Kevin Busch used to smoke up to 40 cigarettes a day, drink a six-pack of heavy beers at least four nights a week, and regularly eat big, fatty meals.
That was, however, until this lifestyle finally caught up with him one morning in early-July.
‘I went downstairs to see my wife Mary off before she went to work,’ Kevin said.
‘I went and sat on a stool, and basically fell off and collapsed.
‘My wife did CPR for 15 minutes and called Triple Zero (000) and had an ambulance advising her what to do.
‘When the paramedics arrived, they did another 10-15 minutes of CPR and gave me a few shocks with the defibrillator.
‘Luckily, I woke up the next day in Cairns Hospital.’
Kevin, 57, suffered a myocardial infarction (heart attack), resulting in two stents needing to be surgically implanted into his heart.
He was in hospital for a week, followed by a 10-week recovery at home. His rehabilitation is ongoing.
Kevin was in no doubt that his unhealthy lifestyle had majorly contributed to his medical emergency.
‘I’m not really sure whether I had any symptoms leading into it, but if my wife wasn’t there, she would have found me at home, dead on the floor,’ he said.
‘I’m lucky to be alive.’
Cairns has one of the highest rates of heart-related hospital admissions (55.7 per cent) in Australia, according to the Heart Foundation.
Additionally, coronary heart disease remains the leading cause of death in Queensland, with more than 19,000 Queenslanders succumbing to the disease between 2014-2018, representing 12.8 per cent of all causes of death.
Kevin described his heart attack as a call-to-arms to make substantial changes to his lifestyle.
‘I’ve stopped drinking, and only drink non-alcoholic beer at the moment – maybe just a regular one on a special occasion like a wedding,’ he said.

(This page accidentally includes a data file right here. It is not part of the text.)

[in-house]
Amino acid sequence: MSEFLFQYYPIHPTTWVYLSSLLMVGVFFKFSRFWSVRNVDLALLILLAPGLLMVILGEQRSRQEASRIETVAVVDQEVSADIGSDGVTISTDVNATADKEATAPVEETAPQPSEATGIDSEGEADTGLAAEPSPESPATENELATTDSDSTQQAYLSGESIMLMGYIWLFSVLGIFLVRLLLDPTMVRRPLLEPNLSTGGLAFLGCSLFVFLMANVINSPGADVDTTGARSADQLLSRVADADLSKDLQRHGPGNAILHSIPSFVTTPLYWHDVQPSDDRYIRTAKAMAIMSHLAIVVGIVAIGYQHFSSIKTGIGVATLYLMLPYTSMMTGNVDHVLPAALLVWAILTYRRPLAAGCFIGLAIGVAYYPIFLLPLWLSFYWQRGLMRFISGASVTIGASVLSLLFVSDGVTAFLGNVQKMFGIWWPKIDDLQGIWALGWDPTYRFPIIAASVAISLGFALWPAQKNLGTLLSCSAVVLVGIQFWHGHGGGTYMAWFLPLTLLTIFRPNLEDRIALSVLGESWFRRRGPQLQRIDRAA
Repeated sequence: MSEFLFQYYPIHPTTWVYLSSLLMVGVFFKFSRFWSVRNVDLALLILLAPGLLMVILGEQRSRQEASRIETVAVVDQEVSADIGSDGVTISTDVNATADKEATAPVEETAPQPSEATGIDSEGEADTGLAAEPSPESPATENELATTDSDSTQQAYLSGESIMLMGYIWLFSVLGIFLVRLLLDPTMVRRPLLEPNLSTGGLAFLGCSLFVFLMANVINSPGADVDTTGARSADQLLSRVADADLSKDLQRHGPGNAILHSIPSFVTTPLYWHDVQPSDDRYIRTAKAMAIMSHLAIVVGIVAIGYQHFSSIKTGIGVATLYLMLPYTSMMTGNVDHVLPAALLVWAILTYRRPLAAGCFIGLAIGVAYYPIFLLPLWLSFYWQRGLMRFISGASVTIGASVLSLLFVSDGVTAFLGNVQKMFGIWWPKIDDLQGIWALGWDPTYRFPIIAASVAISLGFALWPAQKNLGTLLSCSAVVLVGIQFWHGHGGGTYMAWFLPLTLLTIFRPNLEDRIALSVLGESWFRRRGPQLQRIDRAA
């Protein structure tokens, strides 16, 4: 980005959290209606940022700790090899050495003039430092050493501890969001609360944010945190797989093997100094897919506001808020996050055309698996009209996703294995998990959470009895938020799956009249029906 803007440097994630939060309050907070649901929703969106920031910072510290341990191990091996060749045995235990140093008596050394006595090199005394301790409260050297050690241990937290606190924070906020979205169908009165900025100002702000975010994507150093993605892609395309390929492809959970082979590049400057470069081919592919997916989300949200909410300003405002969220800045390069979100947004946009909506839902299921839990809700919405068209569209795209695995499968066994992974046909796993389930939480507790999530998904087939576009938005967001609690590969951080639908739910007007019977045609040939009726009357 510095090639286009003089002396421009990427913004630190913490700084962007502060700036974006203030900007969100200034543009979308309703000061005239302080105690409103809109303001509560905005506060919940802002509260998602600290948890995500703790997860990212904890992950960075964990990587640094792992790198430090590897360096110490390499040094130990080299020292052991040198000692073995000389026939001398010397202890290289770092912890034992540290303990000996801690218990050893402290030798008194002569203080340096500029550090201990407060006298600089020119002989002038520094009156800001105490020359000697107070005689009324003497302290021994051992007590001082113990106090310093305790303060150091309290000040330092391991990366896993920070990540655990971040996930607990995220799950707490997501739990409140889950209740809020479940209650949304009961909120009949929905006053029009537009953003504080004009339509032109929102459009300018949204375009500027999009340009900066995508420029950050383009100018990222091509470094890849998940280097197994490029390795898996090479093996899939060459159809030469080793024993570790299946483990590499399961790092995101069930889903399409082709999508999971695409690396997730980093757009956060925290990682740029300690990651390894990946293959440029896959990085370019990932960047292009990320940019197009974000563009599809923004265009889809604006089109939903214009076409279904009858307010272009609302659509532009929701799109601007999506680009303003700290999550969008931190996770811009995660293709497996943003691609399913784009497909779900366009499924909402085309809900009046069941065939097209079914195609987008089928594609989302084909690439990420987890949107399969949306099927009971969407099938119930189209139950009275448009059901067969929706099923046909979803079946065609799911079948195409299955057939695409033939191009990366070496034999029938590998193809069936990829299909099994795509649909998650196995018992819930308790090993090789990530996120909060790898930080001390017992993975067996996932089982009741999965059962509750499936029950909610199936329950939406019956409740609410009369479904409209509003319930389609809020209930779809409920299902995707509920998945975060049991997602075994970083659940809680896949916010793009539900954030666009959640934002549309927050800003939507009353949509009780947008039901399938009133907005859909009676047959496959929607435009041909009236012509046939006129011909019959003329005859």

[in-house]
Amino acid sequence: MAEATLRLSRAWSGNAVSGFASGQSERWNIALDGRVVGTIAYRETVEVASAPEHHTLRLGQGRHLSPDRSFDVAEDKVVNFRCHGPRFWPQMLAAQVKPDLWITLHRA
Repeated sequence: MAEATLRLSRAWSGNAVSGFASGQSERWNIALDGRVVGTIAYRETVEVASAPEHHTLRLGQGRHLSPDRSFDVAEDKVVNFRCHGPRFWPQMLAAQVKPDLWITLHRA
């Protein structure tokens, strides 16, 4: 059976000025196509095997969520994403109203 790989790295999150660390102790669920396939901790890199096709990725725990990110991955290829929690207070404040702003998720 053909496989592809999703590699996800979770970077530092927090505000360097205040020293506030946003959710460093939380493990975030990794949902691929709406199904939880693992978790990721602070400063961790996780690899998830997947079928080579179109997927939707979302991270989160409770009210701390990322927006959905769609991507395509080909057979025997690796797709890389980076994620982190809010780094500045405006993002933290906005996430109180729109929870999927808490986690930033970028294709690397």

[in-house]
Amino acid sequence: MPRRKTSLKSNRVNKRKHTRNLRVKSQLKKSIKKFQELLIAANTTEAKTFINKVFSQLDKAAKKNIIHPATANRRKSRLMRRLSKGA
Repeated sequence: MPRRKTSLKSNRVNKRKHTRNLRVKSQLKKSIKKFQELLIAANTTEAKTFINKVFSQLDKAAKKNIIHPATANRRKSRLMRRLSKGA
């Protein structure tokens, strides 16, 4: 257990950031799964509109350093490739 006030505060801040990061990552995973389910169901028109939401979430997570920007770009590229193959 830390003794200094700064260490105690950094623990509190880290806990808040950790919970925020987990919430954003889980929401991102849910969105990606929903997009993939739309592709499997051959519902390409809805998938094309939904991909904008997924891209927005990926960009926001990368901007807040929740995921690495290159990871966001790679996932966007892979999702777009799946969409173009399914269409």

‘I’ve also gone cold turkey on cigarettes; been eating more healthy food in my diet such as fruit and nuts; and been doing more regular exercise through my rehabilitation program provided by the hospital.
‘It’s been tough, but it’s needed to happen.
‘Everyone knows when they’re not living healthy. You just need to make a conscious decision to make changes, even small ones, and gradually work up to leading a healthier lifestyle.’
While Kevin has lost 5kg since his heart attack, he said he was not out of the woods yet, and still acutely aware that he needed to maintain these changes.
He said he would also be paying more attention to his body, in particular symptoms of a heart attack.
Symptoms of cardiac arrest that men commonly experience include: chest pain or discomfort; shortness of breath; and nausea.
Men may also experience other symptoms: arm pain; back, neck, jaw and shoulder pain; cold sweat; and dizziness.
For women, symptoms differ slightly. Women may also experience: back, neck or jaw pain or tightness; a burning sensation in the chest (similar to heartburn); fatigue; lightheadedness; sweating; stomach or arm pain.
‘If you feel anything wrong in your body, don’t put it down to being simple muscular pain or something like that,’ Kevin said.
‘If it’s in the chest, it doesn’t hurt to have it checked out by a doctor.
‘Since my heart attack happened, a few friends of mine have gone had had cardiograms and said that they’ve found problems.’
Top tips for avaoiding heart disease
- Cease smoking – it’s good for your heart and lungs – but the rest of your body will also benefit.
- Know your family history for heart disease as this can increase your risk for a cardiac condition.
- Increase your intake of healthy foods: vegetables, fruits, nuts and seeds.
- Cut back on alcohol, soft drinks and flavoured milk. These are high in calories and add to weight gain.
- Move more every day – increased activity can help to lower cholesterol, improve blood pressure and reduce weight. It improves your cardiovascular fitness. Aim for a minimum of 150 minutes of exercise every week.
- Avoid sitting for long periods during the day – being sedentary increases your chances of developing cardiovascular disease and diabetes. Stand up more and move around as often as possible.
- Be aware of your stress and take steps to manage it – it is often the forgotten risk factor.
- Ask your GP for a heart health check so you can take steps to reduce your risk of experiencing a heart attack.
For more information, head to The Heart Foundation's website.